About this report
Nicolás Salazar Sutil
Who is listening to the Mother of Water sing?
Traditional Quilombola song
Waters carry the songs of the world. In the sky or on the land, waters do not sing to nations. They are only passing through. Underground, overground, across seas and oceans, waters are always in motion. It is because our frameworks for water governance are so static, territorial and nationalistic – and since we do not focus on the water cycle, only basins at best – that modern understanding has silenced water.
The hydrological cycle has been broken.
Minorities and indigenous peoples are particularly exposed to the water crisis. Indigenous peoples’ deep spiritual connections to the waters on their traditional lands and their centuries’ long experience of managing water sources render them especially vulnerable when these interlinkages are disrupted. Systemic discrimination leaves many minority and indigenous communities with precarious access to safe drinking water as governments and private water companies do not invest enough resources in the areas where they live, while it is precisely these groups who often face displacement by large-scale water infrastructure projects which do not benefit them. Meanwhile, many minority and indigenous populations bear the brunt of water-related disasters, such as floods and drought, while facing exclusion in the emergency relief efforts that follow.
Do not blame water. When focusing on water, one often hears complaints that there is either too little or too much; that the water is too polluted or too expensive. But the problem is not water. The problem is not even environmental at its very core. The water crisis is political, economic and social. A crisis of civilization and perhaps de-spiritualization. Solutions depend on restoring relations between people and planet. Our understanding will have to shift from territorial to cyclical. Instead of commercialization, communalization. Instead of nations, Planet.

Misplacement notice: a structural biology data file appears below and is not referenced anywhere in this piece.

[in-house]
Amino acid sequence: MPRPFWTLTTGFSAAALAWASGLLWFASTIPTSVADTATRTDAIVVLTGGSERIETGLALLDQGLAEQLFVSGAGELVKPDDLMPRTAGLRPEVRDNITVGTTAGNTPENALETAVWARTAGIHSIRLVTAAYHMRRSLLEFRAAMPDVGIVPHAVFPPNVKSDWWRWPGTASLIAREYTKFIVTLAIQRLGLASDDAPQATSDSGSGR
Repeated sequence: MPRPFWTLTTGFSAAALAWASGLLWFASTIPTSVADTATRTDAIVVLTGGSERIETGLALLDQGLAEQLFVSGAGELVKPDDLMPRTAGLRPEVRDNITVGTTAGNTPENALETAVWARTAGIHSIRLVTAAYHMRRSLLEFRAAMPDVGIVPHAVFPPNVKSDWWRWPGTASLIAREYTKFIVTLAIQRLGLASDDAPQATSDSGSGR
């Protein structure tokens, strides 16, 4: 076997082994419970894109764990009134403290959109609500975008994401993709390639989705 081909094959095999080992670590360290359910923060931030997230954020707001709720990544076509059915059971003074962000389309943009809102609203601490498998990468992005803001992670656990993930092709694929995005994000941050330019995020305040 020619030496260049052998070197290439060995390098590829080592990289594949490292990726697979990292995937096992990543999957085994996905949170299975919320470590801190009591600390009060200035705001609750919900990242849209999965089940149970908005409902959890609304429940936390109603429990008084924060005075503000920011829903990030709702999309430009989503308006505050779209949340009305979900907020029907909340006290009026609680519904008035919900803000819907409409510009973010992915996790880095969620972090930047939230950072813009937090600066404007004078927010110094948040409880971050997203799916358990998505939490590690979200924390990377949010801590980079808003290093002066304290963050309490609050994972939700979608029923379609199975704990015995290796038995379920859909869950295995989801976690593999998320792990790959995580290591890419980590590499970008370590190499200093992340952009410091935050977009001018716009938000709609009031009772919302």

This need for transition gives us the structure of the opening chapters of the Minority and Indigenous Trends Report 2023: People – Process – Planet. We begin with Anne Poelina’s song to the Martuwarra, and through her life story, which is strung together with episodes of anti-colonial struggle, we are led to a critical study of the European roots of colonial water governance, and the historical processes in Western Europe that led, through colonial expansion, to the global commercialization and predation of water. Chapter Two pays close attention to the human impact of water colonialism, especially when water is used as border control and a weapon for the marginalization of refugees and minority groups. This history leads into Chapter 3, where we are presented with a current account of widespread drought and devastation, focusing on West Africa and Central Asia, the world’s largest landmass. These opening chapters alert us to an urgent need to repair broken relations between People and Planet. At the centre of it all are minority and indigenous worldviews that have never lost sight of that vital connection.
We are especially grateful to Vandana Shiva, Pedro Arrojo-Agudo and Rajendra Singh for joining us and for writing the Forewords and the Afterword. Singh’s contribution ends with a pledge that Minority Rights Group wholeheartedly supports, while we also present a number of recommendations which have been inspired by Arrojo-Agudo’s recent report on indigenous peoples and water.
There are many dimensions to the planet’s water crisis. We focus on the following in our case studies: access, sanitation, pollution, floods, drought, infrastructure, conflict, usage, governance and culture. These are our 10 chosen themes. From China to Chile, from the Athabasca to the Aral, from London to Leweton – the 32 case studies featured in this report reveal a series of global and interconnected patterns.